Duncan Rebellion of 1862-77

The following article is from The Great Soviet Encyclopedia (1979). It might be outdated or ideologically biased.

Duncan Rebellion of 1862-77

 

the rebellion of the Dungans in China against the national oppression of the Chinese and Manchurian feudal lords and the Ch’ing (Manchu) dynasty. It began in May 1862 in the Weinan district of Shensi province, which remained the principal center of the rebellion until 1866. The province of Kansu became the focal point of the rebellion between 1866 and 1870, and then the rebellion shifted to Sinkiang from 1871 to 1877. Landlords, merchants, and the Muslim clergy took part in the rebellion, in addition to the Dungan working people. In the late 1860’s a split occurred in the camp of the rebels: the exploiter leadership bowed out of the movement, and Pai Yen-hu, a representative of the working people, took control of the rebellion. The Chinese generals Tso Tsung-t’ang and Liu Chinfang cruelly suppressed the Dungan Rebellion. The surviving Dungan insurgents, led by Pai Yen-hu, crossed the border and settled in Russia in 1877 with the consent of the tsarist government.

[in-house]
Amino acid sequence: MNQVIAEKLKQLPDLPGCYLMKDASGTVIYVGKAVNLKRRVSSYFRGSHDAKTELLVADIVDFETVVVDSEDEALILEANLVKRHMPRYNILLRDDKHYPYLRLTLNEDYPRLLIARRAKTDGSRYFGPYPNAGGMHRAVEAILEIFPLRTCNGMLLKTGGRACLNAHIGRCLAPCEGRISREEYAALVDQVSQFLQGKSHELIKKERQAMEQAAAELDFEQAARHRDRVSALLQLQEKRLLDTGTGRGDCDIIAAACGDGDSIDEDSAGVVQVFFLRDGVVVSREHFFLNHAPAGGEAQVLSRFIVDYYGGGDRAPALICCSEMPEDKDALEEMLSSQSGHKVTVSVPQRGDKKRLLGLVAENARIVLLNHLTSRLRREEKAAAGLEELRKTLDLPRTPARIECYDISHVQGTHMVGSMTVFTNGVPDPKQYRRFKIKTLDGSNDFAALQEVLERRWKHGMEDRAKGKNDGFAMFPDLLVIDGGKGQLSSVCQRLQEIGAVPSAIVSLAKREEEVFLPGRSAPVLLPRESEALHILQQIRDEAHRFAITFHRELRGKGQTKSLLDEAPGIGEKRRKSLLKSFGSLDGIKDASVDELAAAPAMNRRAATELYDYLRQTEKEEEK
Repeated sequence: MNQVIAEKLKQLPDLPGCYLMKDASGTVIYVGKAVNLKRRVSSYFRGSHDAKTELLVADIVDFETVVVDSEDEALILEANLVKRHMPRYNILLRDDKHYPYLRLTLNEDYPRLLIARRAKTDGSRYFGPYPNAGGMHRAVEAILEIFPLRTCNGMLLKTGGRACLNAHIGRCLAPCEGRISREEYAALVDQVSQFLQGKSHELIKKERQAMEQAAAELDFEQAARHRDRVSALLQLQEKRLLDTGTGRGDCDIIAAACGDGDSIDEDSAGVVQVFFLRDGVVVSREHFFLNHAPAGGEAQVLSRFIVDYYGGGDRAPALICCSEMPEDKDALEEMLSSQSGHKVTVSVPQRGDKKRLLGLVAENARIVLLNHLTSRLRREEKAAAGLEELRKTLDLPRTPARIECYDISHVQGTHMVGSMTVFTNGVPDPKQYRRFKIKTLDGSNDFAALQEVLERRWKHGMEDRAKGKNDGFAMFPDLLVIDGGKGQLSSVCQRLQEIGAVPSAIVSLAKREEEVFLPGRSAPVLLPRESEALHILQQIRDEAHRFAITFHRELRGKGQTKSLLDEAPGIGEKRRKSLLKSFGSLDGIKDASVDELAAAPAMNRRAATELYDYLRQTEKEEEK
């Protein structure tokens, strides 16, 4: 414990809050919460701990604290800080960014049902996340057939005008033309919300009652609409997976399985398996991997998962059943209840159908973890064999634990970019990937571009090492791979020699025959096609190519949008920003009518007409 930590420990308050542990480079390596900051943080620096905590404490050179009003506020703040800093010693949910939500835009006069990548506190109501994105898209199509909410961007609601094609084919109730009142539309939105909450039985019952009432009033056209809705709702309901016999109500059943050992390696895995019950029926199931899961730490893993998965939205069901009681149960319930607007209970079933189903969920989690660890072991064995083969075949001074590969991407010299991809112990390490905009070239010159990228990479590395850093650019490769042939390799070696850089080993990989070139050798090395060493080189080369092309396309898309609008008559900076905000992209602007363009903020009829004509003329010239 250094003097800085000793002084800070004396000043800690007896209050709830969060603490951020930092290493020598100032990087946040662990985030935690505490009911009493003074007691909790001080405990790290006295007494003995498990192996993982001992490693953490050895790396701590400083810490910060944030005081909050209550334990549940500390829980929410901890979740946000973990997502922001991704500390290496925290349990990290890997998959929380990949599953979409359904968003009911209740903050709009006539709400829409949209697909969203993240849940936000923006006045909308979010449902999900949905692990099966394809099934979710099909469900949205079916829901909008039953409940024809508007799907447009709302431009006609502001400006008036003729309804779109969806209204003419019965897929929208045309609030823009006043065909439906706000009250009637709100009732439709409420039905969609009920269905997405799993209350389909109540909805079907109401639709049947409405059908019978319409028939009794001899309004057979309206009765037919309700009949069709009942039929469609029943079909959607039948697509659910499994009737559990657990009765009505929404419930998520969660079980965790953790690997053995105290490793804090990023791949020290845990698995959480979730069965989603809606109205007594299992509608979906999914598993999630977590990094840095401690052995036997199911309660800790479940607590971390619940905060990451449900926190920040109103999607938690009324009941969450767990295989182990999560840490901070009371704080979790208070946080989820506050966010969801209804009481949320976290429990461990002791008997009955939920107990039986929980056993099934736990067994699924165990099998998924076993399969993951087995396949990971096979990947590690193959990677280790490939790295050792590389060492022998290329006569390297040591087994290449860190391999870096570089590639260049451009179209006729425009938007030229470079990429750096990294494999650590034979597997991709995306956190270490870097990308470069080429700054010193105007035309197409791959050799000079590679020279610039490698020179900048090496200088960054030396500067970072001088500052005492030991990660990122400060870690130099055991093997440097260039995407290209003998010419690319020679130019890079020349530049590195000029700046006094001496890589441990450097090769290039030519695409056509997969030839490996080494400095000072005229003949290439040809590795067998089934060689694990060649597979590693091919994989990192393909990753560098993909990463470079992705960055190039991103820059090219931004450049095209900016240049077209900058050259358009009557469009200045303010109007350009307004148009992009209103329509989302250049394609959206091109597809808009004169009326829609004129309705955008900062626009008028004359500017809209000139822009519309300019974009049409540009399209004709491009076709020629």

The Great Soviet Encyclopedia, 3rd Edition (1970-1979). © 2010 The Gale Group, Inc. All rights reserved.